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Saturday, December 1, 2012

When you thought you knew it all along, that snap business decision could be biased.


While doing business, reaching conclusions or meeting strangers, if one is tempted to resort to snap decisions that can influence the outcome of the interaction, he could end up being unfair and biased.

Take some Scenarios: We tend to believe that wealth is everything; that money can buy its way into anything. It can even buy judgment and love. The watch you set on alarm doesn’t work as expected. It should have rung at the expected time. You conclude immediately that it was a fake. Concluding that a well-dressed man coming out of a Rolls Royce who looked ready for business owns the car.

Biases come about when we depend on intuition

Title Picture:
No prejudice among matches. Credit: Flickr.com, szeretlek_ma
When under severe time pressure, in a situation of information overload or when under acute danger, when conscious analysis of the situation may be difficult or impossible, or due to over-reliance on technology, we are tempted to make snap judgments and take decisions that depend on experience and not on verifiable, provable facts. We are relying on “gut feelings.” It is not unusual to instantly hate a person you met for the first time because your body wanted you to do so. It is difficult sometimes to explain why an investment is not right, but you just believe that investing in a stock is not right. These gut feelings are real and should be taken seriously.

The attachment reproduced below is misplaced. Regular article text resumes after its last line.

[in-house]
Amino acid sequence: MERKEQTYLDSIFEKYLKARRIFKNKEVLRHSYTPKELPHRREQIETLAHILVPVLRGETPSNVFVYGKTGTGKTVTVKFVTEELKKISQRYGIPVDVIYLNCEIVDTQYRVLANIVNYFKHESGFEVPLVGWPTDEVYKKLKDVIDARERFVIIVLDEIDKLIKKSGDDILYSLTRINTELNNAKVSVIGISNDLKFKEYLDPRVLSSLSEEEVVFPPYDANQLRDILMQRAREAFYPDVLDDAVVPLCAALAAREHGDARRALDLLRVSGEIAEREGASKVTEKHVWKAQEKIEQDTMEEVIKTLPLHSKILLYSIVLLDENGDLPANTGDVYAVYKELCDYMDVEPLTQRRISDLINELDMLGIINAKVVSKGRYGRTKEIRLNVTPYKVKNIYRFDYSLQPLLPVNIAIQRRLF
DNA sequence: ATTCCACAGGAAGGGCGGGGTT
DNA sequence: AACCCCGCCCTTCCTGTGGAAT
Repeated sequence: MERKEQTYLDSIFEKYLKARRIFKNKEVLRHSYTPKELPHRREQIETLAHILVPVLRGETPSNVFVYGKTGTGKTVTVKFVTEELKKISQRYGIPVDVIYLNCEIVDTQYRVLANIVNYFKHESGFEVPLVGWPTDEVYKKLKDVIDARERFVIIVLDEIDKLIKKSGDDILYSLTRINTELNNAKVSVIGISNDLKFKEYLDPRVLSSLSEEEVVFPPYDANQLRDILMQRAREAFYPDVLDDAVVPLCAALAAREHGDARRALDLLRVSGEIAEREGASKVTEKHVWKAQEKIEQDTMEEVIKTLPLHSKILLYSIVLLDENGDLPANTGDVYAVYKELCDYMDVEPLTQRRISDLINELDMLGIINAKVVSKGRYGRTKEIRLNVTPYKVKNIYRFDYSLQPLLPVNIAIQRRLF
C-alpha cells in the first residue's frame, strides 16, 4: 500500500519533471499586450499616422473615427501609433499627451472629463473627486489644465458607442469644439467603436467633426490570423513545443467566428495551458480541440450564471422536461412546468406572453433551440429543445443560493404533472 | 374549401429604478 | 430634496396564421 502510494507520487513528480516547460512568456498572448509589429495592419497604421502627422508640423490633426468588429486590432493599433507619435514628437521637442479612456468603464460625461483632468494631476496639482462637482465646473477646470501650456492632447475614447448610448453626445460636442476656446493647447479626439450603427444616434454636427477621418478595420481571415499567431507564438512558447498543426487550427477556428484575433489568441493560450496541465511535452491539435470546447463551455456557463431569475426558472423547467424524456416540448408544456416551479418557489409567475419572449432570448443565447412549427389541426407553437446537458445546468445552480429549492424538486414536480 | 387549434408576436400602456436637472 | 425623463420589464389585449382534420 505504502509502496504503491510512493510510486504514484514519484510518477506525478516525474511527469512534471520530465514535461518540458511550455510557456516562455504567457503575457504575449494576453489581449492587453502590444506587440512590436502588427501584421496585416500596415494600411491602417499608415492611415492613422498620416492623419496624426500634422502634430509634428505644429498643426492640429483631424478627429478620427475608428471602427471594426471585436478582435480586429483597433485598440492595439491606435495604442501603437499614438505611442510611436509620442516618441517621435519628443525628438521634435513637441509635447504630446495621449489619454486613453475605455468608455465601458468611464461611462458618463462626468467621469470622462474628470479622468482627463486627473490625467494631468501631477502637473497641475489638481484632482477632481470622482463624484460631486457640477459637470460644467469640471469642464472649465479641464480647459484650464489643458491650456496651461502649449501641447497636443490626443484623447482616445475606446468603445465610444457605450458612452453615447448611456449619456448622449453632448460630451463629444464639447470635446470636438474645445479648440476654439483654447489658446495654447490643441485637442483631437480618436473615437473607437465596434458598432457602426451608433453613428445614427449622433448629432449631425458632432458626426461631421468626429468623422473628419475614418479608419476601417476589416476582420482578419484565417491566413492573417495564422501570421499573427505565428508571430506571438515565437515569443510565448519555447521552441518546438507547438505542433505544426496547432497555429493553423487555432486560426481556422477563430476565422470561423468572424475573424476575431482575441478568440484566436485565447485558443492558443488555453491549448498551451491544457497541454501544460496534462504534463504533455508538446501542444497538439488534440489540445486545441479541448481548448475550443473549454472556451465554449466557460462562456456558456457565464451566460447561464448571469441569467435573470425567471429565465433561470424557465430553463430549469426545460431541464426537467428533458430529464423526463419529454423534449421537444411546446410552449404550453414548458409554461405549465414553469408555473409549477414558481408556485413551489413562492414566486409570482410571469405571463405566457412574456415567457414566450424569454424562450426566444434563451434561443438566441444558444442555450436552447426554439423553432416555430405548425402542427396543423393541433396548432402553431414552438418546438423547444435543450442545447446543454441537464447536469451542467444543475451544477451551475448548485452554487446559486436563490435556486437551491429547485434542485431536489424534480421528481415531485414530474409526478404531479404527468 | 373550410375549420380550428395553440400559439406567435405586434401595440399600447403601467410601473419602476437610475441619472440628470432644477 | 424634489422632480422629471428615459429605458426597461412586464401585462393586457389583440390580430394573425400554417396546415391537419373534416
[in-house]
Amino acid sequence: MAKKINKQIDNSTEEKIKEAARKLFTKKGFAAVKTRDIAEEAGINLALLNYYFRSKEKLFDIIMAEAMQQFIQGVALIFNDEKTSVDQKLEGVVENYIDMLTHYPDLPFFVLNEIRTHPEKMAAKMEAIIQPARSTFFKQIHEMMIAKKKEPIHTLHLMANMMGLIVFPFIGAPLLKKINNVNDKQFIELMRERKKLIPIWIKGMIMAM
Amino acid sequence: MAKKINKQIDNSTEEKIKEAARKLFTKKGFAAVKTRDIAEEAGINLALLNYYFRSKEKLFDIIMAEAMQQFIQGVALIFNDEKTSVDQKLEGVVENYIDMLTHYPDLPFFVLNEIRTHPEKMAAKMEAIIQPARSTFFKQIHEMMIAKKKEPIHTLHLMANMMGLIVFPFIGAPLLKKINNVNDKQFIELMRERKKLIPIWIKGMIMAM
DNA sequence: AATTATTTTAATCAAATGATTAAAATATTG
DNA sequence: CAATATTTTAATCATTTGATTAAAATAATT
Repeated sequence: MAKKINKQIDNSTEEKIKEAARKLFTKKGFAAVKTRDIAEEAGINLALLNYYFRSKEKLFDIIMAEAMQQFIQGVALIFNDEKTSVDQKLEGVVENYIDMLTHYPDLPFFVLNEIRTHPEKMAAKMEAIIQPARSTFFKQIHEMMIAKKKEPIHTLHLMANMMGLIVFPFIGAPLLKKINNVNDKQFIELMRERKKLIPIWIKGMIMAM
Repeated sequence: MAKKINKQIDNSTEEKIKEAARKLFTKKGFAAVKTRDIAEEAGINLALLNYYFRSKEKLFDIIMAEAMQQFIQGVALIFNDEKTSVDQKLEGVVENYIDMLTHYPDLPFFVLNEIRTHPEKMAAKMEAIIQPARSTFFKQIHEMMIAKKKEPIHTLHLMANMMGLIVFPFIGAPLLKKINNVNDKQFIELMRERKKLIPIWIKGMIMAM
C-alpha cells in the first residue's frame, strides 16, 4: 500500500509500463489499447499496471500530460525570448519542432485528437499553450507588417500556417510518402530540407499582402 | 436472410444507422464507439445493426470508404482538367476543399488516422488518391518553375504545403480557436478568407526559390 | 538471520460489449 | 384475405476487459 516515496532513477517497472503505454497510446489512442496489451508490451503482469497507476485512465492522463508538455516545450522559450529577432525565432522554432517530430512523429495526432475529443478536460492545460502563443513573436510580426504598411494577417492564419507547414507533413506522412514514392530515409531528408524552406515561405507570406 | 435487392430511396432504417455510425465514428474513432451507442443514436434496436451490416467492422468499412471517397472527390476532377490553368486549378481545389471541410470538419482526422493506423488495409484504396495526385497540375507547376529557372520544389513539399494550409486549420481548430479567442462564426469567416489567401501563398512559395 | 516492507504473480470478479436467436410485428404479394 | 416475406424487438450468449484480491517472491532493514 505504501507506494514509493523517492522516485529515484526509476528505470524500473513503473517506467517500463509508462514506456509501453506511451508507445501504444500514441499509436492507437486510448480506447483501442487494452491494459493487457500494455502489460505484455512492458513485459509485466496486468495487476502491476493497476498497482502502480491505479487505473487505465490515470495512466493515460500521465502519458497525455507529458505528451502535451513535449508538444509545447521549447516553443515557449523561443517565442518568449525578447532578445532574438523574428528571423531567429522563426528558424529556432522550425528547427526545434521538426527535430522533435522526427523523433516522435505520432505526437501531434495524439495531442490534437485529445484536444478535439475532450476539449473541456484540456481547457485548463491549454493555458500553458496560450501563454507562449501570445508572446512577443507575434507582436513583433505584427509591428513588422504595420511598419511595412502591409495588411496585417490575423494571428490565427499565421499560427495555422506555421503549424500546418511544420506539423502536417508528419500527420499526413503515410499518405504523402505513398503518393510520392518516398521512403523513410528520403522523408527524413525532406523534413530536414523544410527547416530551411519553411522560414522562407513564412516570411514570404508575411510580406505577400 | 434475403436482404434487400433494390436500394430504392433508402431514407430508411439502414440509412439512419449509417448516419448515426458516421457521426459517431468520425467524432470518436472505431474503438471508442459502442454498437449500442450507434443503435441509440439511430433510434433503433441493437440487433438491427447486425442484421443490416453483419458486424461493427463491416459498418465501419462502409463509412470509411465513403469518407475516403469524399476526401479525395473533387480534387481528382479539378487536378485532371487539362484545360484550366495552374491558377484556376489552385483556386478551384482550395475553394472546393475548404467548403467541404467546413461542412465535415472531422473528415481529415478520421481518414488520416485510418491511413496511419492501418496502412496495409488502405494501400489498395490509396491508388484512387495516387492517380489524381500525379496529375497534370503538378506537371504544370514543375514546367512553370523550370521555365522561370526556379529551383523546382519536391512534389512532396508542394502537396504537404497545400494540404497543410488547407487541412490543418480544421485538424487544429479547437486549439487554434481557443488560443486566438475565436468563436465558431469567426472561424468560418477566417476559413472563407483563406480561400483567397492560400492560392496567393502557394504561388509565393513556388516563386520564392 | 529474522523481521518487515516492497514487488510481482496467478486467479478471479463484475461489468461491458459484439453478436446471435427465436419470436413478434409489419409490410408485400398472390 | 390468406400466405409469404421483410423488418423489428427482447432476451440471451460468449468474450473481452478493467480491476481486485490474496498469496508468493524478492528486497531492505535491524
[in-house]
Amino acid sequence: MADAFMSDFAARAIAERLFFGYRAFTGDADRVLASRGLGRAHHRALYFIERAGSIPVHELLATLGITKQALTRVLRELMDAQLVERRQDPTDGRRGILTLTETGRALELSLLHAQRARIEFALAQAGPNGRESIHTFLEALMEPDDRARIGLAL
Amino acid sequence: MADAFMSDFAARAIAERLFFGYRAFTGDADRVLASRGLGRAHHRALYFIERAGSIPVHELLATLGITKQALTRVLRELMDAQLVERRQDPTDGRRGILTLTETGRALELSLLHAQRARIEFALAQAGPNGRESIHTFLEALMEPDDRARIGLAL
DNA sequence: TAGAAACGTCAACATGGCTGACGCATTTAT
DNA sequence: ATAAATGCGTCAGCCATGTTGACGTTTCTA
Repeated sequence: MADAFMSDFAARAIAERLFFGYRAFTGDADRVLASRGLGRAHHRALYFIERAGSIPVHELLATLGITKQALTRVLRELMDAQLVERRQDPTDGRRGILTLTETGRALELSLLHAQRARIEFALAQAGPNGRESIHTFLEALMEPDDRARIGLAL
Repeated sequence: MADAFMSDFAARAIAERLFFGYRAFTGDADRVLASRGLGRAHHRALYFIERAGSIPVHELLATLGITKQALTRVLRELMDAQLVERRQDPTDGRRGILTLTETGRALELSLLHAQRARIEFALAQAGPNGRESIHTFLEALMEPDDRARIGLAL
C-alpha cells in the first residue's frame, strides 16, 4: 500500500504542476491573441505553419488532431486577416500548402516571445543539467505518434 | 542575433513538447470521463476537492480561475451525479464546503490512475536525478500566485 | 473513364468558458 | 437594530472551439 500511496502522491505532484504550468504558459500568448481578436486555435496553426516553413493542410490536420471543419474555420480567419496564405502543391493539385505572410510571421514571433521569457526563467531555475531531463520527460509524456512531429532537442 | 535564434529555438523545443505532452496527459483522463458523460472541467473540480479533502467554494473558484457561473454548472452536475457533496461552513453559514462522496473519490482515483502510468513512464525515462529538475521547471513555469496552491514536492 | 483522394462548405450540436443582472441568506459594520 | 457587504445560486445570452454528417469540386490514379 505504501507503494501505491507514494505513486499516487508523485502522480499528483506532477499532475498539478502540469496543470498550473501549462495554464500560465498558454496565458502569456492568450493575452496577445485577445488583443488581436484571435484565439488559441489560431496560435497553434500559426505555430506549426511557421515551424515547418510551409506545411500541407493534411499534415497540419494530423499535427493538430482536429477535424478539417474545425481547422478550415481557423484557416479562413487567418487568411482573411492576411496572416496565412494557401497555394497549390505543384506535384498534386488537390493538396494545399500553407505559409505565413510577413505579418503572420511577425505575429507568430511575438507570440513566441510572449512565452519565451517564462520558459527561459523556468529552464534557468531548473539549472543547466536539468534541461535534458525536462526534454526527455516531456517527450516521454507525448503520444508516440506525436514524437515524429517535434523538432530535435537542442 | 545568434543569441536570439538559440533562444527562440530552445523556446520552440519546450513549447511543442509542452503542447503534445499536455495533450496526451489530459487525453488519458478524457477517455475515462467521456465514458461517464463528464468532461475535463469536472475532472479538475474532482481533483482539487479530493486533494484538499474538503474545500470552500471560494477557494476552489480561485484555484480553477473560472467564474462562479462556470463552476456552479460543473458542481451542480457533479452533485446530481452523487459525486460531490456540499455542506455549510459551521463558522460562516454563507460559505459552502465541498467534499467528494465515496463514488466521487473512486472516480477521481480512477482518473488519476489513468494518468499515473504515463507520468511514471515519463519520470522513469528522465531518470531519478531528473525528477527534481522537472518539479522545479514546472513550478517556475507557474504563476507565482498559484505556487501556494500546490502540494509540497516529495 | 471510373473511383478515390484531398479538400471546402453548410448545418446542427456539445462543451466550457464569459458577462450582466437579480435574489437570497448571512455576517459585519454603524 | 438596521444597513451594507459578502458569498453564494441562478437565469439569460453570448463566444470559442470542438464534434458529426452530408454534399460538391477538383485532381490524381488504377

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They come about because one is drawing on past experiences and non-verbal cues to make a decision. Furthermore, the decision is not deliberated upon, since there is little time, so that one relies on what “he thinks,” or that he or she “knew it all along.” How often have you felt that a political strategy would lose the elections, even when the polls were not conclusive, because “you knew it would happen?”

Our frailties and complexes could affect this unconscious decision making and influence us detrimentally. If you feel bad about yourself, you are more likely to show bias against people who are different. This is because it makes you feel better about yourself when you stereotype or prejudice against others. According to Jeffrey Sherman and Thomas Allen of the University of California, Davis, when we feel bad about ourselves, we can denigrate other people and that makes us feel better about ourselves.

Traps to look out for

It is important that we know our biases are at work when we judge people by their faces, their environment or some other criteria. We should also be careful not to judge other people by standards we have set for ourselves. Confusion and conflict could be the end result. People tend to be different. Situations can change. We could be influenced by our moods. It is difficult to predict an outcome at a moment of intense time pressure or because it is difficult to prove it. Predicting people takes more than snap decisions.

In an age when we rely on statistics, trends and technology, we could fall into this trap without realizing it. We could feel that we did know it all along when the charts show a trend on some stock when actually we didn’t know it all along. Hindsight bias is a decision trap that can influence and impact our success in various domains, including medical diagnoses, accounting and auditing decisions, athletic competitions and even political strategy.

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Dec. 01, 2012.


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